Concomitant cholecystectomy should be routinely performed with laparoscopic Roux-en-Y gastric bypass

Anna C Weiss, Tazo Inui, Ralitza Parina, Alisa M Coker, Garth Jacobsen, Santiago Horgan, Mark Talamini, David C Chang, Bryan Sandler
Surgical Endoscopy 2015, 29 (11): 3106-11

INTRODUCTION: As the popularity of a laparoscopic Roux-en-Y Gastric Bypass (RYGB) surpassed that of an open approach, practice of concomitant cholecystectomy declined. Low rates of gallbladder disease following RYGB and high complication rates of concomitant cholecystectomy have been published, but these population-based studies have lacked long-term outcomes and survival data.

STUDY DESIGN: The California Office of Statewide Health Planning and Development longitudinal database was queried for patients who underwent RYGB with or without cholecystectomy between 1995 and 2009. Additionally, patients who underwent cholecystectomy after RYGB were compared to all cholecystectomy patients. Primary outcome was survival; secondary long-term outcomes included cholangitis, common duct stones, dumping syndrome, metabolic derangements, ventral hernia, any hernia, marginal ulcers, and reoperation. Cox proportional hazard analysis was performed to determine adjusted survival and outcomes.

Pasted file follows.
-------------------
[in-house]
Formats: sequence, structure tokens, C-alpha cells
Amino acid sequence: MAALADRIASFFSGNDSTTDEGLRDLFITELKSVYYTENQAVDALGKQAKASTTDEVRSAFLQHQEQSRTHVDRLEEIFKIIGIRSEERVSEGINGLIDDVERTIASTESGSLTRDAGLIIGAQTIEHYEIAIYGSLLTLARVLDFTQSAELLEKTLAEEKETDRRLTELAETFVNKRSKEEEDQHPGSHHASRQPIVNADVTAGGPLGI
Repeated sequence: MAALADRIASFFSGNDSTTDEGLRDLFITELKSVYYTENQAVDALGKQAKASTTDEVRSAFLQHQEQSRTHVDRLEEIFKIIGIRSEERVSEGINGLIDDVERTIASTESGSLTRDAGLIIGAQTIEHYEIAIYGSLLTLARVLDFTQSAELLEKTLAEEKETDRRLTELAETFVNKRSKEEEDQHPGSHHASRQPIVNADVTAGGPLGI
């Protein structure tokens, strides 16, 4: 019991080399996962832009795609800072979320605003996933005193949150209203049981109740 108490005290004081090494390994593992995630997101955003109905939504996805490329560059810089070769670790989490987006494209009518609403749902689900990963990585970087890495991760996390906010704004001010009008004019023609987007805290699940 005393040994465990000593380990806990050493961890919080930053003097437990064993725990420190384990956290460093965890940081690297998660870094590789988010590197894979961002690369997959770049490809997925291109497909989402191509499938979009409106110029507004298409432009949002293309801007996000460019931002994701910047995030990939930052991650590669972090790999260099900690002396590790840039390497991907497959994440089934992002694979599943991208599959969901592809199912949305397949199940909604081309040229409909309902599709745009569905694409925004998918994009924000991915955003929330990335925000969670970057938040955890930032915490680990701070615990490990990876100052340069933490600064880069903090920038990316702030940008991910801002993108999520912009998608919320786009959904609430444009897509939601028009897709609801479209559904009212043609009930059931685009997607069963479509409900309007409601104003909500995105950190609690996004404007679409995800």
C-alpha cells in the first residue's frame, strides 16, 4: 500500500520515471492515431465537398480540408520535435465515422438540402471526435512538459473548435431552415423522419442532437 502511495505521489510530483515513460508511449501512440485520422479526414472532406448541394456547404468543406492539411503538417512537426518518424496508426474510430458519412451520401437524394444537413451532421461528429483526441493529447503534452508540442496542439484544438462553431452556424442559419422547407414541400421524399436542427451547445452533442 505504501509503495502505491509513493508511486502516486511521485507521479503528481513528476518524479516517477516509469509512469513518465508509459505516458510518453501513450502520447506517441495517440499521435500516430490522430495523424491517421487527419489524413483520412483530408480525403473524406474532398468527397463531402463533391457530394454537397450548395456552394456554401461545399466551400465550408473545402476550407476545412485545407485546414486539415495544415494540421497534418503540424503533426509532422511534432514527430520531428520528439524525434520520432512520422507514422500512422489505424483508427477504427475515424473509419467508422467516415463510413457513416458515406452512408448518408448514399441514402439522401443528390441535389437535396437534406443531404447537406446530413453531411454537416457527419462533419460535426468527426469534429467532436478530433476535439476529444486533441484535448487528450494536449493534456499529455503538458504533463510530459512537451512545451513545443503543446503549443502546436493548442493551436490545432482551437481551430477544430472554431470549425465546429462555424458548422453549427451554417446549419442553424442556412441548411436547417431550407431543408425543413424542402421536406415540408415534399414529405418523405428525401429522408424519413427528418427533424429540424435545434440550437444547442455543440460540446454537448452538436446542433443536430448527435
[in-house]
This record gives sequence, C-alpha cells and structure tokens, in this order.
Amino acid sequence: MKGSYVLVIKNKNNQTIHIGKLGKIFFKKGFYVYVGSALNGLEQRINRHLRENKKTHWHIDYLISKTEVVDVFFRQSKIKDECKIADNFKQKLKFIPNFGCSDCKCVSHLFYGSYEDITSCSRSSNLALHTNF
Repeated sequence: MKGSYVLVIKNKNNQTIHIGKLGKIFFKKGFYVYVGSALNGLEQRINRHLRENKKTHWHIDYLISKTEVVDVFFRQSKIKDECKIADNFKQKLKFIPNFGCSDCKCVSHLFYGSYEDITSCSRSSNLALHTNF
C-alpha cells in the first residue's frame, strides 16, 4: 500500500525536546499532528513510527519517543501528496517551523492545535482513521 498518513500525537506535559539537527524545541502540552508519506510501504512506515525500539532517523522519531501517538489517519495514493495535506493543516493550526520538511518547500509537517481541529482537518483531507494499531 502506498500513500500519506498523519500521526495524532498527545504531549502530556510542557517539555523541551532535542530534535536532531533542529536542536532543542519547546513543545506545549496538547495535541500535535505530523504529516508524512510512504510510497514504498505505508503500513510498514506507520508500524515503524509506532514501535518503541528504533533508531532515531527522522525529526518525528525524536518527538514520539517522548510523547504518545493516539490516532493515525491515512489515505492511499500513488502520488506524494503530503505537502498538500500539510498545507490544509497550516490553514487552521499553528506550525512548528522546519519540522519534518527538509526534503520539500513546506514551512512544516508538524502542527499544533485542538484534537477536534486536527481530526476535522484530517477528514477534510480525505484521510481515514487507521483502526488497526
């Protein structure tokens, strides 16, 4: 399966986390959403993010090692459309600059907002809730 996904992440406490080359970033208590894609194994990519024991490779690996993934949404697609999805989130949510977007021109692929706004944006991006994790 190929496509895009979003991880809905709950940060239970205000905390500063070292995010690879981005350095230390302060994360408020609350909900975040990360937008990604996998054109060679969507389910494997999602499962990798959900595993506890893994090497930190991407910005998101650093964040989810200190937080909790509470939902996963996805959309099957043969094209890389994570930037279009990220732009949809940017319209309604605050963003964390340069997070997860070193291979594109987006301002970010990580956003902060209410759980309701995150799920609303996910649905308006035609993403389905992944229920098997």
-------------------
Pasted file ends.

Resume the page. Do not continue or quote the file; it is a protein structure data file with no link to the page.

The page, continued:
RESULTS: Of 134,584 RYGB patients, 21,022 underwent concomitant cholecystectomy. Concomitant cholecystectomy improved both survival (HR[95 % CI] 0.51[.48-.54]) and long-term outcomes (HR 0.84[.77-.91]). Incidence of gallbladder disease following RYGB was 6.8 and 15.2 % at 1 and 5 years. In subsequent analysis of 829,333 cholecystectomy patients, 7,099 underwent prior RYGB with higher risk of conversion to open (HR 1.58[1.41-1.78]), post-operative complication (HR 1.47[1.36-1.6]) and death (HR 1.32[1.17-1.5]).

CONCLUSIONS: Concomitant cholecystectomy is safe for RYGB patients. Given high rates of gallbladder disease and increased risk when cholecystectomy is performed following RYGB, cholecystectomy should be considered at the time of RYGB.

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